The United Arab Emirates used Arabic Emirati Dirham (AED) as their currency, one Dirham is equivalent to 100 Fils, another currency of smaller value. Coins come in 1, 5, 10, 25 and 50 Fil variants as well as 1 Dirham coins. Concerning bank notes, 5, 10, 20, 50, 100, 200, 500 and 1000 Dirham variants are available. On average, AED 1 is equal to about $0.27 or £0.16.
After Saudi Arabia, the economy of the United Arab Emirates is the second largest in the Arab World with an AED 1.5 Trillion (About $408 Billion or £246 Billion) GDP. Since the UAE’s independence in 1971, the economy has grown by over 230%. A third of this comes from oil revenue alone but Tourism is also incredibly prominent. Across the nation over AED 1.3 Trillion ($354 Billion or £213 Billion) worth of construction projects is taking place and this in turn is helping the UAE dramatically diversify its sources of income.
Totalling over AED 1 Trillion ($273.5 Billion or £165 Billion) worth of imports in 2012, the UAE became the largest consumer in the Arab World with its exports making it the second largest exporter in the world at over AED 1.1 Trillion ($314 Billion or £189.5 Billion). The main trading partner of the UAE is India, which additionally has the UAE as its main trading partner at over AED 275 Billion ($75 Billion or £45 Billion).
On average, mean wages were AED 167.52 ($45.61 or £27.55) an hour and only 4.6% of the population are considered to be unemployed.
Luckily, ATMs are widespread all across the UAE so access to money is safe, secure and straightforward, most banks will charge you a fee to withdraw money held by another bank’s ATM. Across the UAE, Cheques are used the most often for paying rent, bills, fees and for generally large payments, Credit Card usage isn’t too rare however.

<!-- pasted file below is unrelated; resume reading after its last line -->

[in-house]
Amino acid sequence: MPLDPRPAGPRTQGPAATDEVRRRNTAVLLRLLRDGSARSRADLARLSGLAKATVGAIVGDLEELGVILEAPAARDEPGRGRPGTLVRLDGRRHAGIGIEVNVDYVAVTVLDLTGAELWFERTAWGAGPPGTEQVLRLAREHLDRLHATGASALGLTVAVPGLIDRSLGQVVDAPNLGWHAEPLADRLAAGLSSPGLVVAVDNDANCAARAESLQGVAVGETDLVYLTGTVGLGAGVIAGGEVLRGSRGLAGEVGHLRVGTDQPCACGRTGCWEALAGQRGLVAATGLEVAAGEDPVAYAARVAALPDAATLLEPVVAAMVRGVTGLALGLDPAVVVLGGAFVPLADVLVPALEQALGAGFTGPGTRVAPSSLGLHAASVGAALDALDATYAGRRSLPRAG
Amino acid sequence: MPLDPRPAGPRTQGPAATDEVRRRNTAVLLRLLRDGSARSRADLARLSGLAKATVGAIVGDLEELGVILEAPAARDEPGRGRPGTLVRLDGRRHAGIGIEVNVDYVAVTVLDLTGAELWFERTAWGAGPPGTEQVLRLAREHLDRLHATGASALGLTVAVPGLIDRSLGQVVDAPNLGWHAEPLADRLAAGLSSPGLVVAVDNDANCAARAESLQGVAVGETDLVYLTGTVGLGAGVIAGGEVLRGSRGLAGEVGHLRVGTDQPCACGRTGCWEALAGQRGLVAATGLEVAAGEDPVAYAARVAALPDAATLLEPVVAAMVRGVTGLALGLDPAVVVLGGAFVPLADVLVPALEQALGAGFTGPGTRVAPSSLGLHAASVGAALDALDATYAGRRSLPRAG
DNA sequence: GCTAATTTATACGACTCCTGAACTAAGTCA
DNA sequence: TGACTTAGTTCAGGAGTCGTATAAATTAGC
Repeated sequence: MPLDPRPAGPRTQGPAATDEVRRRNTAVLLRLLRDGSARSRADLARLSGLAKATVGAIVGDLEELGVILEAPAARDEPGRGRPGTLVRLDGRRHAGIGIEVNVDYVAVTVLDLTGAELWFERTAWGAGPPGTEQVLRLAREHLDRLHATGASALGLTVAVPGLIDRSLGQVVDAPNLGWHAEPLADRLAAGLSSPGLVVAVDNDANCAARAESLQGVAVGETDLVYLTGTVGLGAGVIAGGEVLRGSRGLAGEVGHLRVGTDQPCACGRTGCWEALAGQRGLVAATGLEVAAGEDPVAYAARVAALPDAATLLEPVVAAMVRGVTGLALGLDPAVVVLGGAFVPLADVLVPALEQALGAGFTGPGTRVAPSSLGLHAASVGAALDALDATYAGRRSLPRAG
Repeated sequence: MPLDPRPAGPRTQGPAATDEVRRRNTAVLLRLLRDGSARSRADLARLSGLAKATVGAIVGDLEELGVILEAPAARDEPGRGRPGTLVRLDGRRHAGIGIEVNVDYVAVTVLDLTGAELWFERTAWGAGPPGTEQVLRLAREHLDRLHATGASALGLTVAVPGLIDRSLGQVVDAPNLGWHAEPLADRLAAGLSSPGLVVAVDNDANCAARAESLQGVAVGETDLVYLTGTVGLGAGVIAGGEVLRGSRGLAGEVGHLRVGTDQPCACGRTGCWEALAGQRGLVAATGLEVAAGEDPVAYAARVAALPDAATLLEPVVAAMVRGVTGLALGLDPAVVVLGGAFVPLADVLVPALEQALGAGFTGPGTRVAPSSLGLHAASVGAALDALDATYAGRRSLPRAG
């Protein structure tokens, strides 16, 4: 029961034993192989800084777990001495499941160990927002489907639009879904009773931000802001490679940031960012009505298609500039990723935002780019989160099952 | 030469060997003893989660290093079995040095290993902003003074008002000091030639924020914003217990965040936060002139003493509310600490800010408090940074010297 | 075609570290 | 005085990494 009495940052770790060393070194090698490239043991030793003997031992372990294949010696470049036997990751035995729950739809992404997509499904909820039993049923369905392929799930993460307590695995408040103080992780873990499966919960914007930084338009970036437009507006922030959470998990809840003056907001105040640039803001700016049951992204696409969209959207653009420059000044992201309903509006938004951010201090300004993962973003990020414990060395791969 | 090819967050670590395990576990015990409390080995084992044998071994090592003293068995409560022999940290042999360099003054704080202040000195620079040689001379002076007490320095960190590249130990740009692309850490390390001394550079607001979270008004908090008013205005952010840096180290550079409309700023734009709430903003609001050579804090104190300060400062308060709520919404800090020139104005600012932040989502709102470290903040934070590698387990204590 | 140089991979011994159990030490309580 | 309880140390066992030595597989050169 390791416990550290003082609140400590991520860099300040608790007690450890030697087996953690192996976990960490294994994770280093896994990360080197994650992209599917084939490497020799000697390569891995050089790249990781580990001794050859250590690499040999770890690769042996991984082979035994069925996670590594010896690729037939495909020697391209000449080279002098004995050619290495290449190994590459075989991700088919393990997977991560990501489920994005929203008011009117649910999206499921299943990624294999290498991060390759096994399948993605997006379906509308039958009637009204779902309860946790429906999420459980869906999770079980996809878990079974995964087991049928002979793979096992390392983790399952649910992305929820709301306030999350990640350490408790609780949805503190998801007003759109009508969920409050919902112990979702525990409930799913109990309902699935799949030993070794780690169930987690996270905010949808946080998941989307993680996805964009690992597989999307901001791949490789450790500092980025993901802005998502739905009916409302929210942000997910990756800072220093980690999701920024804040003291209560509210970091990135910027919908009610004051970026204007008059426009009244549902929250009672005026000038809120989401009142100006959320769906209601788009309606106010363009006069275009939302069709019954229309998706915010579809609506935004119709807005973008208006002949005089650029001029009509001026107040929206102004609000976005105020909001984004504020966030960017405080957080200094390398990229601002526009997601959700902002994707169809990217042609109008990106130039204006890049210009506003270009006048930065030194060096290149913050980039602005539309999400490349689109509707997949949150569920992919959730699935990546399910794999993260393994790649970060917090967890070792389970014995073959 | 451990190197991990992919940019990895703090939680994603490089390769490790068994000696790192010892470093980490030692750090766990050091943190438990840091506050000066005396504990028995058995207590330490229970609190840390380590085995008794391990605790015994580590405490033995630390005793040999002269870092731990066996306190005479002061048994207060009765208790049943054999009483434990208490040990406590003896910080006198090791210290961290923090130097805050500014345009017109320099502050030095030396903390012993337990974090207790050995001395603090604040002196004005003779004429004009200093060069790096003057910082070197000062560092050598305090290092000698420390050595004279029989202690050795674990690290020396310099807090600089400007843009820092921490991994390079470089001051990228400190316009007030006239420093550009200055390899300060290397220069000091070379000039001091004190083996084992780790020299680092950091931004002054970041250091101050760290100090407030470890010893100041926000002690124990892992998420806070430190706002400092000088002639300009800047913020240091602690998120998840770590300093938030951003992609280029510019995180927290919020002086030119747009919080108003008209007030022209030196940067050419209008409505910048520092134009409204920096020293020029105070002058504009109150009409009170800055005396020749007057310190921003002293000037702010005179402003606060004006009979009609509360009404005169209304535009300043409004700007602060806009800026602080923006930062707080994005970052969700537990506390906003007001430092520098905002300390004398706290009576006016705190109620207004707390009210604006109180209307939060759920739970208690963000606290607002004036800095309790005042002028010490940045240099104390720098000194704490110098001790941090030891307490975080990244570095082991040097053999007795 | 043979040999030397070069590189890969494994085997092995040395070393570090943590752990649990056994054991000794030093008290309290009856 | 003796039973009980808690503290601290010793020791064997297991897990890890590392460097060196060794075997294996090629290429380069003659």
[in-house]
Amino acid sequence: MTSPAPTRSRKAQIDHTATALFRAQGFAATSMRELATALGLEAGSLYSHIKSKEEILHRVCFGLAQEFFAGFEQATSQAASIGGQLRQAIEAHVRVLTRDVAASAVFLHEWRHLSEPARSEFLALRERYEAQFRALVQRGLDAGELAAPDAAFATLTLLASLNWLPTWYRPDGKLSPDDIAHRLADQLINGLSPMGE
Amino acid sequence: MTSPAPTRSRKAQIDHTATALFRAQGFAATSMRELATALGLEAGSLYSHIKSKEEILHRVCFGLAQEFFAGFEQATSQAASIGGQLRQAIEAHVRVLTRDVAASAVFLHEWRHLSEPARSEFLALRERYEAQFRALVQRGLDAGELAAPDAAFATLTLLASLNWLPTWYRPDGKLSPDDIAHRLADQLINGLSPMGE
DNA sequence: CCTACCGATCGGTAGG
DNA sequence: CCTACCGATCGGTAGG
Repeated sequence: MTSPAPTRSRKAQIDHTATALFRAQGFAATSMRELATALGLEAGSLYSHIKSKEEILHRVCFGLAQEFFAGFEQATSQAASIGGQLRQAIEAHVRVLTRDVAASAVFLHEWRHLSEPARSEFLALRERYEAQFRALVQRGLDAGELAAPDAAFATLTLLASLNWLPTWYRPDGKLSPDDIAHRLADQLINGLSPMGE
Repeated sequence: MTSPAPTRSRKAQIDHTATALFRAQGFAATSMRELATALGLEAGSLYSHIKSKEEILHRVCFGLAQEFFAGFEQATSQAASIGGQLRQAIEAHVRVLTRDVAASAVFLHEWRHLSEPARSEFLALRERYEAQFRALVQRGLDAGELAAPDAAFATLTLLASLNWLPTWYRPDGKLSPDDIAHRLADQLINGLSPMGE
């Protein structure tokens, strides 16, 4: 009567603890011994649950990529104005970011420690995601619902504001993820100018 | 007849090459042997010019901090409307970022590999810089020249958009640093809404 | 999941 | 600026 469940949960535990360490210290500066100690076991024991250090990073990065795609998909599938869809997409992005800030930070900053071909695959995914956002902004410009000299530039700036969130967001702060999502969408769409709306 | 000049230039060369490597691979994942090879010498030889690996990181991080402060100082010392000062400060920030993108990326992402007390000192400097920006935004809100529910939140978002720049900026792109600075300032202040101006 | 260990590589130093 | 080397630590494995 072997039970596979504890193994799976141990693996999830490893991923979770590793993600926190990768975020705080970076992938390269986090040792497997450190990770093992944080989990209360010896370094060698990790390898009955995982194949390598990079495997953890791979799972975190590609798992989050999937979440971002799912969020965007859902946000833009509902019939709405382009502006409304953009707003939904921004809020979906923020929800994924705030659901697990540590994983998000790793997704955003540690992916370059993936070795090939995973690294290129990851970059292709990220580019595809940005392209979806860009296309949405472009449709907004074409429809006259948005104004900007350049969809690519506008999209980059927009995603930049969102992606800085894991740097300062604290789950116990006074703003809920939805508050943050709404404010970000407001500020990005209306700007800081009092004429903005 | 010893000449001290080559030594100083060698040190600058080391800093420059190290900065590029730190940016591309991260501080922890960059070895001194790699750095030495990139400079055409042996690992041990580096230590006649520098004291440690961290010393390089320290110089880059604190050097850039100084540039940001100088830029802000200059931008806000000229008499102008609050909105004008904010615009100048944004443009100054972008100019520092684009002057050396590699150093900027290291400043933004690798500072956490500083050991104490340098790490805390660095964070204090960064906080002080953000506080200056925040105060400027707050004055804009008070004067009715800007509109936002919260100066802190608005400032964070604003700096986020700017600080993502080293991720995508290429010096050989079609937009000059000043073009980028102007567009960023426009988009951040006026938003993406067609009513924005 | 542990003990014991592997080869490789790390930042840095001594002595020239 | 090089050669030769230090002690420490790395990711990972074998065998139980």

Banks across the UAE predominantly offer three main types of accounts, these include Current Accounts which work near-identically to other current accounts worldwide, Savings Accounts which work similarly to most globally used savings accounts and Term Deposit Accounts which offer higher interest rates than savings accounts but don’t allow for instant access to savings.
Most Banks will ask you for a Certified Copy of a Valid UAE Residency Visa and a Certified Copy of a Valid Passport but may ask for additional documents.
All foreign banks are charged at 20% of their taxable income in the Emirates of Dubai, Sharjah and Dubai and Oil Companies pay 50% of their taxable income in the Emirates except in Dubai where the rate is an additional 5% higher. Additionally, all production is subject to royalty payments.
Municipal taxes are at 5% for hotel, entertainment & residential premises and 10% for commercial.
All personal income including salary is completely untaxed in all emirates.